Buckland fit and raring to go
British figure skater Nick Buckland is enjoying a combination of fine form and fitness going into the Winter Olympic Games in Sochi.
After returning from the 2010 Games in Vancouver with ice dancing partner Penny Coomes, the 24-year-old from Nottingham was diagnosed with tachycardia - a form of arrhythmia, a condition in which the heart beats faster than normal.
He had an electronic device sewn into his flesh to monitor his heart rate and underwent surgery three months ago.
After winning a bronze medal in the European Championships in January, the Englishman insists it is all coming together nicely as he and Coomes look to better their 20th-placed finish from four years ago.
"It definitely helps feeling the confidence, and it is just peace of mind above everything else," Buckland said.
"The bronze medal, the operation, if all these different things hadn't happened I don't think we would be the team that we are now.
"Life tests you and it has made us stronger and I feel much stronger now I am here.
"It is going to benefit us now, it is going to benefit us in the World Championships and over the next four years.
"That bronze was our first big medal at a championship and we did it three weeks before the Olympic Games, so it couldn't have been better timing for us really.
"It has been a huge confidence boost because we have had about two weeks training in between the events, and I feel like we have come up to a different level and have experienced something that we hadn't before."
Buckland explained how his life and career has changed following his "weird" ailment.
"I only ever felt bad when it was literally happening," he said.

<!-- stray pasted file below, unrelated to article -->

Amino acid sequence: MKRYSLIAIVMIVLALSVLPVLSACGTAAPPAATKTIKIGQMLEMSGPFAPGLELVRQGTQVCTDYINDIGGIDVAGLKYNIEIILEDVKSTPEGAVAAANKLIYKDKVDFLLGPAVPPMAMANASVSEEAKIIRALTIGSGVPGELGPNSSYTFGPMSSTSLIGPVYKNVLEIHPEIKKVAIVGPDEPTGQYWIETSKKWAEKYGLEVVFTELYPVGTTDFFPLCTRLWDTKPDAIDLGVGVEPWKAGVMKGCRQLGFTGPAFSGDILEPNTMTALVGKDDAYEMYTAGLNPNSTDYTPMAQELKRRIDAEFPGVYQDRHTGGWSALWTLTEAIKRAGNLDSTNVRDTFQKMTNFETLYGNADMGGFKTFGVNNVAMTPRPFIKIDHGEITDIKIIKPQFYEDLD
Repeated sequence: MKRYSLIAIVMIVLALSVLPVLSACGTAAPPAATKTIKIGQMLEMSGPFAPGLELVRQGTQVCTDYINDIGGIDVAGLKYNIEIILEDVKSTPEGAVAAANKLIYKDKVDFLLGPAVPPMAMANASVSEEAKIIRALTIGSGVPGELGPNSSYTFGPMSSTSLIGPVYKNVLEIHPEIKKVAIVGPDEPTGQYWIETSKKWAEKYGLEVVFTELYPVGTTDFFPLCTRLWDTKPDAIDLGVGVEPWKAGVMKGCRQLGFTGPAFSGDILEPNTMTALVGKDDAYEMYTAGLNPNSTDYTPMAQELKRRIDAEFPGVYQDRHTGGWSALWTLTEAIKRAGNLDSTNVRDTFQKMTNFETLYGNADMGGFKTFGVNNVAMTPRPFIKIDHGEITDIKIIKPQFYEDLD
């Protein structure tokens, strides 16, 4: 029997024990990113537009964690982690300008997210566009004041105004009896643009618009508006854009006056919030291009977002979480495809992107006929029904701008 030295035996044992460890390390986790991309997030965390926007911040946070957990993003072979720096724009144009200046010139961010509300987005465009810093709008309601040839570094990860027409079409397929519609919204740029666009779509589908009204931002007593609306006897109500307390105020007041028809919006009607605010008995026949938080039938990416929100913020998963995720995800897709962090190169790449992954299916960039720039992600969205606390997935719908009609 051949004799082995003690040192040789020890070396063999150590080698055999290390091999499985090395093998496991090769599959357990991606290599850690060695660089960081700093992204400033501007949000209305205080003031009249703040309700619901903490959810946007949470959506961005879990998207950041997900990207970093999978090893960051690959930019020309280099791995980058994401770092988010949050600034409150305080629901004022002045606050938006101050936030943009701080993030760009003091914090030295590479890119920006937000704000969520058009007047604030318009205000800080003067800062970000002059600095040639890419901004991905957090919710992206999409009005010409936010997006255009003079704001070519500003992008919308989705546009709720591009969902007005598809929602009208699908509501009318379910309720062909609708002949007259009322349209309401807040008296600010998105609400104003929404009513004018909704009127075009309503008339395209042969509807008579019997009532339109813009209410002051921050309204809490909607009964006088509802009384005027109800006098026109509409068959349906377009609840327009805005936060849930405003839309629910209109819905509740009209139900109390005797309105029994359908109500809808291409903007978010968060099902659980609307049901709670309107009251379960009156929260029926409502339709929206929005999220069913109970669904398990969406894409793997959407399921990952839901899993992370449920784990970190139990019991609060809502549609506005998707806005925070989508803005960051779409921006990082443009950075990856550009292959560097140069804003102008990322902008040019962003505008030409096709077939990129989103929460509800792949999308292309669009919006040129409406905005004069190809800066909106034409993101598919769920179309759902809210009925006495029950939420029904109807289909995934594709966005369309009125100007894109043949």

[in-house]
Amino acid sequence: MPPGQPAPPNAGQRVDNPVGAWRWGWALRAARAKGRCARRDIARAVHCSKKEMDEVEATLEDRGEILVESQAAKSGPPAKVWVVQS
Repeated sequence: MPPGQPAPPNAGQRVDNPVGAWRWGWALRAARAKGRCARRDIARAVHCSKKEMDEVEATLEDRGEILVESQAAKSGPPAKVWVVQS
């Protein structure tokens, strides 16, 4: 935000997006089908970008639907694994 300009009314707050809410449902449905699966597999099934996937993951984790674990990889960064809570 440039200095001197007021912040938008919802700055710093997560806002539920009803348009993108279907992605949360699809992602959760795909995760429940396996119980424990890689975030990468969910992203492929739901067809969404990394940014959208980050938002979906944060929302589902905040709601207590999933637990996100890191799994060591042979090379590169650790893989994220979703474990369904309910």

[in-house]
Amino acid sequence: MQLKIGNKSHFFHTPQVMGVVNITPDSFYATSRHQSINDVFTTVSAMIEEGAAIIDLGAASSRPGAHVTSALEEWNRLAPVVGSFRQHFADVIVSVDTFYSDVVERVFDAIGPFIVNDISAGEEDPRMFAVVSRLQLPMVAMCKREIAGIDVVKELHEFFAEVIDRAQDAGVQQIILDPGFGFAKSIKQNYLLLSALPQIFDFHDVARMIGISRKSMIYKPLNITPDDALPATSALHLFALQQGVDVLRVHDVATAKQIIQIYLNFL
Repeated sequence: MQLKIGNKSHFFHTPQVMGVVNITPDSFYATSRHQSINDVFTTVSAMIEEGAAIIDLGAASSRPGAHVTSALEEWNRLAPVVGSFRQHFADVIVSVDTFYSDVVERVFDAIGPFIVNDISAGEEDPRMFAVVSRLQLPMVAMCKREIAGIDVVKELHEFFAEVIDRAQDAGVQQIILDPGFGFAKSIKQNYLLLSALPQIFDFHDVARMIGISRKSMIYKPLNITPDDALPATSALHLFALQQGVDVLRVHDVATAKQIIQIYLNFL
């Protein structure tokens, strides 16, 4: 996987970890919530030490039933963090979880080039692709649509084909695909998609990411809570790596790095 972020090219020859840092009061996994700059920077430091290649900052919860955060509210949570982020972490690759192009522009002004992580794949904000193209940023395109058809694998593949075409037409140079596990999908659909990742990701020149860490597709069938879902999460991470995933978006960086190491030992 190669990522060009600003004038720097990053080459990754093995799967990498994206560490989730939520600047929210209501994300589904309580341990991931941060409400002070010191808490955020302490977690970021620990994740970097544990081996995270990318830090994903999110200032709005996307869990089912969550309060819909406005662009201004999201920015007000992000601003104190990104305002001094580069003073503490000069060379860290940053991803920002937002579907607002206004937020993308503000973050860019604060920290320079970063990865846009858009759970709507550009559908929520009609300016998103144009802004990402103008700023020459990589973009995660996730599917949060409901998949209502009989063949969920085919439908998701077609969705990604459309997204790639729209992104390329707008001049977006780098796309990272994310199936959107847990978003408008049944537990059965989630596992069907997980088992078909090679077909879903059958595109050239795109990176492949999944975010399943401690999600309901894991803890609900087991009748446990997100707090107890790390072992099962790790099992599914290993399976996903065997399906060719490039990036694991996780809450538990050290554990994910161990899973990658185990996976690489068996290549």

"I would feel fine, then my heart would click into this weird rhythm and I would feel disorientated and really weird.
"And then after it had happened for 15 or 20 minutes or whatever, it would stop and all of a sudden blood would rush all around my body and I would feel absolutely fine again.
"So really, all it is is a confidence thing. Now I know it is not going to happen and that I'm just going to feel the same as any other day when I'm training or competing."
Firstly, Buckland and Coomes will take part in the inaugural Olympic figure skating team event, alongside pairs duo, Stacey Kemp and David King, Jenna McCorkell and Matthew Parr.
However, after the first day's action on Thursday, in which Team GB ended up bottom of the 10-nation table with three points after Parr and King and Kemp performed , the second day on Saturday has become academic.
Coomes, however, will not be put under any pressure.
"I think if you worry too much about everyone else, you are not going to be focused on your own performance," she said. "So I'm not going to treat this any differently to how I would any other competition.
"I have to go on and do my job, and hopefully then I'll get the result I need, rather than if I was worrying about everybody else."
Buckland added: "The best thing for the team is for us to just skate well.
"So we just have to concentrate on trying to get as many points as we can from our competition."
McCorkell, is also focusing on her own individual event, where she hopes to beat her 29th-placed finish in Vancouver.
The 27-year-old said: "Now we are out here and we know a little bit more about it, understand how it works, the draw, how it is going to be, it is very exciting.
"On Saturday I have to skate my short programme like I would in practice every day, so I am not thinking too much outside the box, just keep myself focused for how I would prepare for any competition.
"If I could be in the top 15, I would consider it a success. I have been in the top 15 in the world already a couple of times."